Sunday, February 01, 2009

Happiness, charity, religiosity, and liberals vs. conservatives

In a recent paper, Jamie Napier and John Jost argue that the reason conservatives are happier than liberals is that they are, for ideological reasons, not pained by observing high levels of income inequality. They draw this conclusion on the basis of responses to a survey item about attitudes about meritocracy that ranges from a scale of "hard work generally doesn't bring success--it's more a matter of luck" to "hard work pays," which Will Wilkinson shows cannot do the job of supporting their explanation:
I strongly agree that success, understood as a significant upward move on a valued status dimension, is largely a matter of luck. But I also strongly agree that hard work (in a society with decent institutions) usually brings a better life. It’s possible to work hard and achieve a better life without ever winning anything you’d count as success. So I haven’t a clue how I’d answer this question. Do I believe in meritocracy or not?
He observes that there's also a much better explanation for the answers to that question than assuming a blindness or lack of care about inequality:
If one wants to see a meritocratic bent as a common cause of conservative leanings and higher happiness, here’s a less tendentious explanation. (1) Those with a greater sense of the efficacy of their behavior — with a greater sense of being in control — will tend to (a) think hard work brings a better life, (b) be happier, (c) see policies that seem to penalize hard work as unjust. (2) People likely to see high taxes as an unjust penalty on hard work tend to identify as “conservative.”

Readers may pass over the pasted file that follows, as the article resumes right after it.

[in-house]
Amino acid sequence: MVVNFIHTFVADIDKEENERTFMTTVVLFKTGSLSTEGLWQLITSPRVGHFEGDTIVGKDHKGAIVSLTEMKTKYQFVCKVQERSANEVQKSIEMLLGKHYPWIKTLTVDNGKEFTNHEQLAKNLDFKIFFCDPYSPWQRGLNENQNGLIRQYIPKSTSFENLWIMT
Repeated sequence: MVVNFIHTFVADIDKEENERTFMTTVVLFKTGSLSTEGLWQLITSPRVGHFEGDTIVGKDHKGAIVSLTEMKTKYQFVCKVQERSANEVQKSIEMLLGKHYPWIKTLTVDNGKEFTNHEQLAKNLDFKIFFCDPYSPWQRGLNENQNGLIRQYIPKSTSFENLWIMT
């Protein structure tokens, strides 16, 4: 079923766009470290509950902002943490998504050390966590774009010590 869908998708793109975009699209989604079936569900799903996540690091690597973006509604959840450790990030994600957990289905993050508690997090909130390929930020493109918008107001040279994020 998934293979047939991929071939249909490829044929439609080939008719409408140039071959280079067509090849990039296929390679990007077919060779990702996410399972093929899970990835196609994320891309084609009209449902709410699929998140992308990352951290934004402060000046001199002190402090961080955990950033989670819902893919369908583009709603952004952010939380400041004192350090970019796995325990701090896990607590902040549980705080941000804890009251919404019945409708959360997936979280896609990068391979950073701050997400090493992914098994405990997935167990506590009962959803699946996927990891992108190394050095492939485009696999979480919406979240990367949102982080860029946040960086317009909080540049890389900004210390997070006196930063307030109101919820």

And a further problem about attributing a blindness to inequality to conservatives is that conservatives give more to charity than liberals, as Wilkinson's commenter John Thacker points out (and I've previously observed at this blog). Thacker attributes the difference to religiosity; again, I've previously pointed out that he is apparently correct on this point (also see this post and the previous reference on conservatives vs. liberals), that the religious give far more to charity than the secular, even if you don't count donations to churches. (But apparently Christians are well-known in the service industry as lousy tippers.)

The same Napier and Jost paper is discussed at Marginal Revolution, where commenter DocMerlin points out that:

A rather simple answer follows with (A) and (B) being true statements that result in the same statistics without the rediculious "conservatives are happy with evil" result that the study got.
A) Women are much more likely to self report depression and unhappiness than men are.
B) Men are more conservative than women.

A) Divorced/unmarried women are on average more liberal than married women
B) Married people are happier.

A) Conservatives are more likely to attend church regularly
B) People who attend church regularly are found to be happier and healthier than those who don't (on average).

A) Liberals feel guilty for their own success.
B) Conservatives don't feel guilty for their own success.

Another possible explanation is that liberals and the secular value truth over happiness, but it seems to me that the Napier and Jost paper is an example of trying to explain away an unpalatable truth. It's better to dig deeper to understand the causes of these differences before offering public policy prescriptions (or even arguments for what is individually better to do). Wilkinson, who has done extensive review of the literature on happiness and proposed public policy prescriptions, seems to me to have the better psychological explanation for the happiness difference in terms of sense of control over outcomes. That explanation also comports well with a charitability difference--if you don't feel that your contribution could make much difference, you're probably less likely to make a contribution.